|Spring 2010||Volume 25, Number 2||Findings Magazine|
In March 2010, President Obama signed legislation to overhaul the nation’s health care system and provide medical insurance to an estimated 30 million Americans who currently lack coverage. UM SPH faculty and extended community members had the following reactions. More faculty comments and health reform links.
"Little appreciated is that the developers of Medicare and Medicaid saw those programs as desirable primarily because they would be a ‘foot in the door’ of national health insurance covering all Americans. Some 45 years and eight administrations later, the door has been shoved open. This is an occasion for public health celebration."
"The ramifications of health reform for environmental health will be as great as they are for any other aspect of public health and medicine. Removing barriers to seek advice, evaluation and management of occupational and environmental disease risks will improve lives while enabling our economy and industries to recover in a sustainable way. "
"Rarely do we get a chance to see our place in historical time, to be part of a movement that will so clearly affect millions, and to witness the collective power of people dedicated to raising the bar for human equity. It was a proud day to be an American celebrating the most fundamental of public health values. "
"From a public health perspective, we should celebrate that an estimated 32 million more Americans will have health insurance coverage as a result of this legislation. However, we know that simply having health insurance does not ensure access to quality clinical services in a timely manner. We also know that health insurance reform is not the same thing as ‘health reform,’ because medical care is only one of the many things that creates healthy individuals in healthy communities. As such, we need to celebrate this historic expansion of health insurance coverage, and to use it as a catalyst towards additional reforms that are needed to realize actual improvements in population health."
It is terrific that we have embarked on this journey, despite severe opposition and misinformation. However, there is a long road ahead. We have to contain our health care costs and change our spending with more emphasis on preventive services. We also need good data series to monitor and analyze our health care expenditures. Federal agencies such as the Agency for Healthcare Research and Quality and the National Center for Health Statistics should be asked to develop national data collection series to allow for dissection of our spending, and the corresponding benefits, to make informed policy decisions.
"Congress has finally acted on long overdue legislation to reform our health care system. While the legislation has much to be desired, it will help thrust prevention and chronic disease management into the forefront of health care delivery in the U.S. It's about time. Now we can begin catching up with other industrialized countries and maybe eventually lead the world in reducing costs by reducing morbidity."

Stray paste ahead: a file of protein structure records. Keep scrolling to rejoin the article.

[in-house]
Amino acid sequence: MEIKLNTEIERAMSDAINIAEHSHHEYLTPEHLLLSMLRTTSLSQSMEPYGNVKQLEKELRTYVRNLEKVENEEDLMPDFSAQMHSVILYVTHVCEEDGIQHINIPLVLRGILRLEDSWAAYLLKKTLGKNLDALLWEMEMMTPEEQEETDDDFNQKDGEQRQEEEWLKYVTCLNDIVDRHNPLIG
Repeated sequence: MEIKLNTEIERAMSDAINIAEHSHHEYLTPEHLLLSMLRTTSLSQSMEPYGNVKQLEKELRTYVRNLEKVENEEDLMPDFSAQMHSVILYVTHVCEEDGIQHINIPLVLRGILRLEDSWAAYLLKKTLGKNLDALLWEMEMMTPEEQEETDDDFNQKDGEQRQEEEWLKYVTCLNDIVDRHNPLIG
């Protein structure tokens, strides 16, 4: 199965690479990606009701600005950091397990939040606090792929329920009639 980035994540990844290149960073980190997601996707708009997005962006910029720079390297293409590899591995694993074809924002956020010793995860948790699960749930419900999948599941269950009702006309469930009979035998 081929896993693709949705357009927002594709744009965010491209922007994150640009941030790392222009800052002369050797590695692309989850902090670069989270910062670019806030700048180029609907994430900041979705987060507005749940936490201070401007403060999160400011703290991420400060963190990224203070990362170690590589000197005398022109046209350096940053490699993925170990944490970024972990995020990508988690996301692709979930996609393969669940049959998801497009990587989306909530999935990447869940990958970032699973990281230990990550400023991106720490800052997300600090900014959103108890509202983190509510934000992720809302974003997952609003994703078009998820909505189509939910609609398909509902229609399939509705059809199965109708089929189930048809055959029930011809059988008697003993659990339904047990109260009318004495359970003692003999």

"So glad to see the U.S. is moving forward in health care reform. As we devote efforts in public health to prevention as well as the management of chronic disease, it is wonderful to know the bill allows people with pre-existing conditions greater possibilities for affordable insurance.
"The passage of this legislation represents the culmination of decades of work by public health professionals and progressive government officials. Like the mythical Sisyphus, who was condemned eternally to repeat the task of rolling a boulder up a steep hill, only to have it roll back down before he reached the summit, health care advocates have been thwarted, time after time, in their quest to achieve universal health coverage for the U.S. On March 21, 2010, President Obama, the Democratic Party, and the millions of Americans who have fought courageously for health reform got that boulder over the top of the hill, and now the American people are going to enjoy the benefits of reaching the other side."
"The bill is a starting point and a foundation. There will be a lot more to unfold over the next several years—but now is time for celebration and hope that we will finally achieve universal access to care for all Americans."
Photo at left: U.S. Senator Debbie Stabenow (D-Mich) visited the School of Public Health on April 5 to talk about health care reform. She noted that two provisions in the bill--valued-based insurance design and a nationwide network of depression centers--stemmed directly from UM initiatives.
Young people benefit from health reform partly because they won't be denied coverage because of preexisiting conditions.
Homegrown: UM's concept of Value-based Insurance Design included in U.S. health care reform law. The UM-based VBID center provided the conceptual foundation and empirical research to allow health plans nationwide to remove barriers for high-value preventive diagnostic and therapeutic medical services.